Thursday, May 8, 2008

A Wilf of Steel

At work they always say that, as a manager, you are only as good as your team. In principle, I agree, even though I do believe that a good leader is one that raises high above a team that may not be so good after all. In the past few days I have been wondering whether this can be applied to horses as well, and in particular to Merv and I. On Tuesday and Wednesday we had our first clinic together and while I had a fantastic time, I could not take the whole course with Merv because he was lame. On the first day I thought we did quite well, but on the second I could not use him at all and was plonked on Wilfred instead. Wilf is exceptionally good looking and totally rugged. He has a rock n’ roll quality to himself, and is all shaggy feathers, bold walk, head high, and long and rough dark blonde mane. He is the opposite of Syd, a delicate-looking Black Beauty-like guy with long stick legs and, I am sure, a Pegasus-like gallop.

Wilf has been with us for a number of weeks and is here to get thin, get fit and get more schooling. But he is very green and hasn’t worked very much. For someone like me, so used to what could be described as a School Master, straddling Wilf wasn’t the easiest of tasks. For the first time in many, many months, I felt a sordid hum, not unlike an earthquake’s closing in from afar, rising deep inside. If Syd is the suave Frank Sinatra, concealing a touch of wilderness under the perfectly respectable exterior, Wilf is Bon Jovi circa 1988 in the Blaze of Glory days, all fringed leather pants, wild hair and liquid eyes veiling the promise of thrills that go way beyond home.

Wilf has sent me weak at the knees on more than one occasion, especially when he careers up the field to greet me, all wonderful feathers flapping in the wind, the sparkles of his hooves only just clouded by the dry soil. Once mounted, I felt like a dead leaf blu-tacked to his back, my heart racing to the tune of his enthusiastic and elevated pace (certainly elevated compared to Merv’s anyhow). I did not do too ghastly in my lesson, despite being hopelessly distracted by his new thrilling movements but, boy, can I feel my legs and shoulders this morning… If all else fails, my session on him must have provided entertainment value to the spectators and, quite frankly, I do not dislike it when I amuse people. Seriousness is highly over-rated and if one of my gifts is to embarrass myself in spades so that others feel better about their riding prowess, so be it. Deep down, I know that I am not as incapable, or indeed as stupid, as I look.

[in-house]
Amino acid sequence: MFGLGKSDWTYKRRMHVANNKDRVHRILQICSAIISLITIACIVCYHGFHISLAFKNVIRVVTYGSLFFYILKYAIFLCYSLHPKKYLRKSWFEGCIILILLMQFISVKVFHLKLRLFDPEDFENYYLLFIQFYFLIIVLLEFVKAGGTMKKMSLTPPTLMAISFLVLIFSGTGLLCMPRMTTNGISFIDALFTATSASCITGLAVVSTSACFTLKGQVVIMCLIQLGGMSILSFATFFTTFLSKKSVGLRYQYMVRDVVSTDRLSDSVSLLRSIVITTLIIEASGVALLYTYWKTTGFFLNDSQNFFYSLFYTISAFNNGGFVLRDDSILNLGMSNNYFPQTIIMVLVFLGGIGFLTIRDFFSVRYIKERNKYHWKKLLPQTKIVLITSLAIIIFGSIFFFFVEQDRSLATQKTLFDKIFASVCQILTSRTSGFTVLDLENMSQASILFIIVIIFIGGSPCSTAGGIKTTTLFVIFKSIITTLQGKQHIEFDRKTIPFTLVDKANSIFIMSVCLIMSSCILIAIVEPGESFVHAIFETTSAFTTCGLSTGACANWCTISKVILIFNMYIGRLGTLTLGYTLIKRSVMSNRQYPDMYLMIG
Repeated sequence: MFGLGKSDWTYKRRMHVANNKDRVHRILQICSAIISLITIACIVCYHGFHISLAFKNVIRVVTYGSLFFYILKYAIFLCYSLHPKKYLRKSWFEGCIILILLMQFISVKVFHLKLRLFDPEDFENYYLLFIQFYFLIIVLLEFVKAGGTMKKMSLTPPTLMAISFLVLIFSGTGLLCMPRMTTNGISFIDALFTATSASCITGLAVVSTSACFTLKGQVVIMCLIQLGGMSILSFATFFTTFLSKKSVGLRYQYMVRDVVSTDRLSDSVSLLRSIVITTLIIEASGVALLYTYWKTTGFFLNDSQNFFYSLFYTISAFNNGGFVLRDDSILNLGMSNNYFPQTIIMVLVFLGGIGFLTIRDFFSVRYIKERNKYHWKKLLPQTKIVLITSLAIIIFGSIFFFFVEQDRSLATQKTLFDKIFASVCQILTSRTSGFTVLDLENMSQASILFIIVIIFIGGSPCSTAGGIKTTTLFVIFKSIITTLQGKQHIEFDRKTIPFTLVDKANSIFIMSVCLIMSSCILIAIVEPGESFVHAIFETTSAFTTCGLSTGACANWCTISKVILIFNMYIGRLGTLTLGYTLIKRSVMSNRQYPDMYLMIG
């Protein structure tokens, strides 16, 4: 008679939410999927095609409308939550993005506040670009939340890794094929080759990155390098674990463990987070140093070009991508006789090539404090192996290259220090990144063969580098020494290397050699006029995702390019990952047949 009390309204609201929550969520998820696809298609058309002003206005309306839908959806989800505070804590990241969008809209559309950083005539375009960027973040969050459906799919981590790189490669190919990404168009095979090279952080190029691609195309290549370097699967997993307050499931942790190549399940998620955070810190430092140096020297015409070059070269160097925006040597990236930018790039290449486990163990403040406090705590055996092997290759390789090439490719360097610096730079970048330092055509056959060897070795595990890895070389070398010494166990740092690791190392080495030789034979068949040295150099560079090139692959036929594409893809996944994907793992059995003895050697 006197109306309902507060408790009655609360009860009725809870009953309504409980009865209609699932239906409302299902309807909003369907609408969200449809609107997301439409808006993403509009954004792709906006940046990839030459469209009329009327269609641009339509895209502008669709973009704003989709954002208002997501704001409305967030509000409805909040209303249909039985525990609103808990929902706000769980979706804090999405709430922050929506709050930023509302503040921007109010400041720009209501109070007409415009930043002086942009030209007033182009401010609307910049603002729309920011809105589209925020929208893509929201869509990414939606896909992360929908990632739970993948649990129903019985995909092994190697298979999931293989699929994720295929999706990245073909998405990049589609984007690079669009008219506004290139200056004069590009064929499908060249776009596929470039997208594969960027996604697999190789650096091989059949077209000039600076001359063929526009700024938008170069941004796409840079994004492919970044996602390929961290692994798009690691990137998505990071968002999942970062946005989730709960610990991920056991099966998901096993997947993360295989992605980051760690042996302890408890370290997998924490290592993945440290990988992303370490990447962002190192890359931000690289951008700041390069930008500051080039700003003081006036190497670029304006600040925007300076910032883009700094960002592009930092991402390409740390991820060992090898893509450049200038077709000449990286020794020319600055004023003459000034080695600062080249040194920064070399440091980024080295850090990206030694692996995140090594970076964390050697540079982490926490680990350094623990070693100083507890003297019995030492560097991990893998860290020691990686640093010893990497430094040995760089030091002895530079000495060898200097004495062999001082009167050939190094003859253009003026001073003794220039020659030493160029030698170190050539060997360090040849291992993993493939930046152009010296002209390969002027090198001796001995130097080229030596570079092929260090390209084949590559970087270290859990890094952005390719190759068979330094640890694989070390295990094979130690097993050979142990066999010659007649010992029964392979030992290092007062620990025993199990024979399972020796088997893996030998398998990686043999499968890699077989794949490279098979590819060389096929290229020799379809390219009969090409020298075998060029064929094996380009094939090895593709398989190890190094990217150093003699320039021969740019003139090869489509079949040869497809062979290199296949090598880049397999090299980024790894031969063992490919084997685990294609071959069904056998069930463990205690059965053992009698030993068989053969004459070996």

He zoomed off in a cloud of dust in the field and now all I can think about is him, my senses veiled by the affection for Merv, but also stirred by the lingering attraction to someone that promises excitement, surprises, even danger, if you will, while never quite knowing what to expect. I don’t think I have ever felt like this about a horse. In the beginning, I had no actual reasons to feel excited about riding school horses. Whatever I mistook for excitement was lingering panic flattened into submission by logic. By the time I met Sweet Merv I was worried I would hurt him with an explosive blend of foolishness and inexperience. Every session was spent preoccupied and paranoid about the basest of actions. To the observer, I must have looked like I was dusting a Lladro figurine perched on the edge of a crooked glass shelf in a stranger’s house, rather than brushing an actual cob that can withstand quite a bit more than the trembling prod of my puny little hand. As of late I started thinking about cantering; part of me wondering how on earth I managed to go on hacks as far back as a year ago on horses I did not know and follow (sort of) their canter, and another part of me feeling almost ready to give it a try with Merv. As I broke into a couple of trots on Wilf I wondered about his speed and his great power, undoubtedly magnified by the spur of his young age, the impatience of his playful spirit and my fumbling inexperience. For the moment, it is evident that I am only as good as Merv; if he is lame I too become lame, my spirit hobbling along and nodding to itself, while my heart insists on racing ahead with the same grace and purpose of an eel out of water. Maybe I should start some groundwork with Wilf and who knows where that may lead us. Meanwhile, I watch with reckless abandon from the sidelines, my eyes struggling to take in all this beauty while my mind cannot even comprehend it, equally thrilled and fearful of it.

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